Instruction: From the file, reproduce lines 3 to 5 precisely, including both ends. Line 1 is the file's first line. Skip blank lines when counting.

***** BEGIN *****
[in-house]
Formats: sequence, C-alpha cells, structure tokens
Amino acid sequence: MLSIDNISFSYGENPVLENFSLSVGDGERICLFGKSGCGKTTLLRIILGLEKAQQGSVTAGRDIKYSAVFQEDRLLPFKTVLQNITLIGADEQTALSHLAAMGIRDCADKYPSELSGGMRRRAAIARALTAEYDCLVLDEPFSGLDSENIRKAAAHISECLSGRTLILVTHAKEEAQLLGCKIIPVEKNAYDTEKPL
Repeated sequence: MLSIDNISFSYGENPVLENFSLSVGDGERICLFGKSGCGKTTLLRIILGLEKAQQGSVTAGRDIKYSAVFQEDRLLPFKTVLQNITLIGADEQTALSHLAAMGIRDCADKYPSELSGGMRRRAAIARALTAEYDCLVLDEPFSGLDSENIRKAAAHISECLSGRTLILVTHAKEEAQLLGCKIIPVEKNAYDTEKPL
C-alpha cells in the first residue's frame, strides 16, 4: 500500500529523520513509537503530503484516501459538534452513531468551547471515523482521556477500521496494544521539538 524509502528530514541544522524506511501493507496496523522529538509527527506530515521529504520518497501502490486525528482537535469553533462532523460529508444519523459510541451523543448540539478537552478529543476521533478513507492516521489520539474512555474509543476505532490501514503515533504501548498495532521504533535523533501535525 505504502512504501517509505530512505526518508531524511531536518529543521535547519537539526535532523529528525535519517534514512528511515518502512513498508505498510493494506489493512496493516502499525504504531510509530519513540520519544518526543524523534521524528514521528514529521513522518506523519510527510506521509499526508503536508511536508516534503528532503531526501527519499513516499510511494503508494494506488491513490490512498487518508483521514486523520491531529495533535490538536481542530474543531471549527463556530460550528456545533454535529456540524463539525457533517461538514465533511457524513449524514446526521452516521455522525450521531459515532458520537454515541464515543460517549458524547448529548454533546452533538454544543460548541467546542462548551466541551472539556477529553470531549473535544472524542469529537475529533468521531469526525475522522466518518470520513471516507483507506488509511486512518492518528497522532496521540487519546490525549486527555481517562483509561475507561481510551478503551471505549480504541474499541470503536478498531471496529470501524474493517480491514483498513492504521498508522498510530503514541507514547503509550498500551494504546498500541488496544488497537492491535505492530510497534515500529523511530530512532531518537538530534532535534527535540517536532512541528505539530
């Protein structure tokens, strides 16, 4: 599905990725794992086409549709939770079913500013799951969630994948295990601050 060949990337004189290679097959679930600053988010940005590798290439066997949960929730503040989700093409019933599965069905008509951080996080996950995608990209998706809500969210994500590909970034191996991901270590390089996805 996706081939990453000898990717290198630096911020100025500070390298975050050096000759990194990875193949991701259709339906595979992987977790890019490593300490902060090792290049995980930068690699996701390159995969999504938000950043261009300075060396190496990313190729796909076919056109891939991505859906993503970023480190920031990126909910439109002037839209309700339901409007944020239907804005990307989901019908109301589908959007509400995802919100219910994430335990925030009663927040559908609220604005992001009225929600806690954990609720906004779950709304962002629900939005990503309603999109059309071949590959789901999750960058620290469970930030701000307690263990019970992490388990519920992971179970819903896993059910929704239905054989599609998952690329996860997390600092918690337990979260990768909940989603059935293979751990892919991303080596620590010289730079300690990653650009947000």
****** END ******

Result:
Amino acid sequence: MLSIDNISFSYGENPVLENFSLSVGDGERICLFGKSGCGKTTLLRIILGLEKAQQGSVTAGRDIKYSAVFQEDRLLPFKTVLQNITLIGADEQTALSHLAAMGIRDCADKYPSELSGGMRRRAAIARALTAEYDCLVLDEPFSGLDSENIRKAAAHISECLSGRTLILVTHAKEEAQLLGCKIIPVEKNAYDTEKPL
Repeated sequence: MLSIDNISFSYGENPVLENFSLSVGDGERICLFGKSGCGKTTLLRIILGLEKAQQGSVTAGRDIKYSAVFQEDRLLPFKTVLQNITLIGADEQTALSHLAAMGIRDCADKYPSELSGGMRRRAAIARALTAEYDCLVLDEPFSGLDSENIRKAAAHISECLSGRTLILVTHAKEEAQLLGCKIIPVEKNAYDTEKPL
C-alpha cells in the first residue's frame, strides 16, 4: 500500500529523520513509537503530503484516501459538534452513531468551547471515523482521556477500521496494544521539538 524509502528530514541544522524506511501493507496496523522529538509527527506530515521529504520518497501502490486525528482537535469553533462532523460529508444519523459510541451523543448540539478537552478529543476521533478513507492516521489520539474512555474509543476505532490501514503515533504501548498495532521504533535523533501535525 505504502512504501517509505530512505526518508531524511531536518529543521535547519537539526535532523529528525535519517534514512528511515518502512513498508505498510493494506489493512496493516502499525504504531510509530519513540520519544518526543524523534521524528514521528514529521513522518506523519510527510506521509499526508503536508511536508516534503528532503531526501527519499513516499510511494503508494494506488491513490490512498487518508483521514486523520491531529495533535490538536481542530474543531471549527463556530460550528456545533454535529456540524463539525457533517461538514465533511457524513449524514446526521452516521455522525450521531459515532458520537454515541464515543460517549458524547448529548454533546452533538454544543460548541467546542462548551466541551472539556477529553470531549473535544472524542469529537475529533468521531469526525475522522466518518470520513471516507483507506488509511486512518492518528497522532496521540487519546490525549486527555481517562483509561475507561481510551478503551471505549480504541474499541470503536478498531471496529470501524474493517480491514483498513492504521498508522498510530503514541507514547503509550498500551494504546498500541488496544488497537492491535505492530510497534515500529523511530530512532531518537538530534532535534527535540517536532512541528505539530